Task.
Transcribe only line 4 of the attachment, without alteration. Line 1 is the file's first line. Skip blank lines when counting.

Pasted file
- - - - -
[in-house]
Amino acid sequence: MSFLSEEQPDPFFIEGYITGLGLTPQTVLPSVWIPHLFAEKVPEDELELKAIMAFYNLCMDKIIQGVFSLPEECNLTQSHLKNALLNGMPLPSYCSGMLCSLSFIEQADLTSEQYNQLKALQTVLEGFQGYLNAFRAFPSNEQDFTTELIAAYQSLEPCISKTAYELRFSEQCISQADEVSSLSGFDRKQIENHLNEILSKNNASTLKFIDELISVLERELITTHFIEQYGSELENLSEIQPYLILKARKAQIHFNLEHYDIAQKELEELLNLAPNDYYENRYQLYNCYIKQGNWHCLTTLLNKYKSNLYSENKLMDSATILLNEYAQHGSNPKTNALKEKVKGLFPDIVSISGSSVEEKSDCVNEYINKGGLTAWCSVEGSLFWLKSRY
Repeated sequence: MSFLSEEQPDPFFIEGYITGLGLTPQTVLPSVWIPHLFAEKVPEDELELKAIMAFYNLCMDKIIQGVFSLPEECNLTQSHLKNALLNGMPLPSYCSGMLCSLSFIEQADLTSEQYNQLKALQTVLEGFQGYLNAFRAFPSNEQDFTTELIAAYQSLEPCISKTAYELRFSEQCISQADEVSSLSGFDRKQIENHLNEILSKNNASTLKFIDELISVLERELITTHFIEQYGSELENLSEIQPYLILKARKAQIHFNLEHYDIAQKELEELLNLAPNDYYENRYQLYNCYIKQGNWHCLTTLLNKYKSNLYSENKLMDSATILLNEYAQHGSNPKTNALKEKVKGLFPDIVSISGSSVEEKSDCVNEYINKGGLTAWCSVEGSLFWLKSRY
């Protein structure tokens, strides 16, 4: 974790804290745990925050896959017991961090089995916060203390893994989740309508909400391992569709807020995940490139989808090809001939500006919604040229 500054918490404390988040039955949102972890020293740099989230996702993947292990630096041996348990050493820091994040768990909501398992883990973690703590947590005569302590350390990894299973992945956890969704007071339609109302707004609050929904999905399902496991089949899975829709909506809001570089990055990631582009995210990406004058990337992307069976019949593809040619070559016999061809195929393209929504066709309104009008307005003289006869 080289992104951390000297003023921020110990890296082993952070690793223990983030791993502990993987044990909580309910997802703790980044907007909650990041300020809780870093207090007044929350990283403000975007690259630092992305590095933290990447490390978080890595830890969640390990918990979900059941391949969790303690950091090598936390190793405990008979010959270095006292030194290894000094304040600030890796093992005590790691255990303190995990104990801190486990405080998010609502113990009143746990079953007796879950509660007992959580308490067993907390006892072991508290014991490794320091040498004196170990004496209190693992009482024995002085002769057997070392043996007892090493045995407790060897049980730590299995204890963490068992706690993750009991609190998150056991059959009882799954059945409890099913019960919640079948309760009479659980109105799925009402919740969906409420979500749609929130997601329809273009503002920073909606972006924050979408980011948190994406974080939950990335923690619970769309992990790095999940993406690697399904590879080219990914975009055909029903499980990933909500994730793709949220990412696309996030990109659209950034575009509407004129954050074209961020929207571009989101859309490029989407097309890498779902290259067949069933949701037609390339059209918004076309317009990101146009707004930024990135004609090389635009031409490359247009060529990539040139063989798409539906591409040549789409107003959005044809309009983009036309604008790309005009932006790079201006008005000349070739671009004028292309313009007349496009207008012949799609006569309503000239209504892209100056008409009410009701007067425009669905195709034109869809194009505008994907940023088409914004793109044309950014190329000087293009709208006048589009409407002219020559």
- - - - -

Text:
């Protein structure tokens, strides 16, 4: 974790804290745990925050896959017991961090089995916060203390893994989740309508909400391992569709807020995940490139989808090809001939500006919604040229 500054918490404390988040039955949102972890020293740099989230996702993947292990630096041996348990050493820091994040768990909501398992883990973690703590947590005569302590350390990894299973992945956890969704007071339609109302707004609050929904999905399902496991089949899975829709909506809001570089990055990631582009995210990406004058990337992307069976019949593809040619070559016999061809195929393209929504066709309104009008307005003289006869 080289992104951390000297003023921020110990890296082993952070690793223990983030791993502990993987044990909580309910997802703790980044907007909650990041300020809780870093207090007044929350990283403000975007690259630092992305590095933290990447490390978080890595830890969640390990918990979900059941391949969790303690950091090598936390190793405990008979010959270095006292030194290894000094304040600030890796093992005590790691255990303190995990104990801190486990405080998010609502113990009143746990079953007796879950509660007992959580308490067993907390006892072991508290014991490794320091040498004196170990004496209190693992009482024995002085002769057997070392043996007892090493045995407790060897049980730590299995204890963490068992706690993750009991609190998150056991059959009882799954059945409890099913019960919640079948309760009479659980109105799925009402919740969906409420979500749609929130997601329809273009503002920073909606972006924050979408980011948190994406974080939950990335923690619970769309992990790095999940993406690697399904590879080219990914975009055909029903499980990933909500994730793709949220990412696309996030990109659209950034575009509407004129954050074209961020929207571009989101859309490029989407097309890498779902290259067949069933949701037609390339059209918004076309317009990101146009707004930024990135004609090389635009031409490359247009060529990539040139063989798409539906591409040549789409107003959005044809309009983009036309604008790309005009932006790079201006008005000349070739671009004028292309313009007349496009207008012949799609006569309503000239209504892209100056008409009410009701007067425009669905195709034109869809194009505008994907940023088409914004793109044309950014190329000087293009709208006048589009409407002219020559």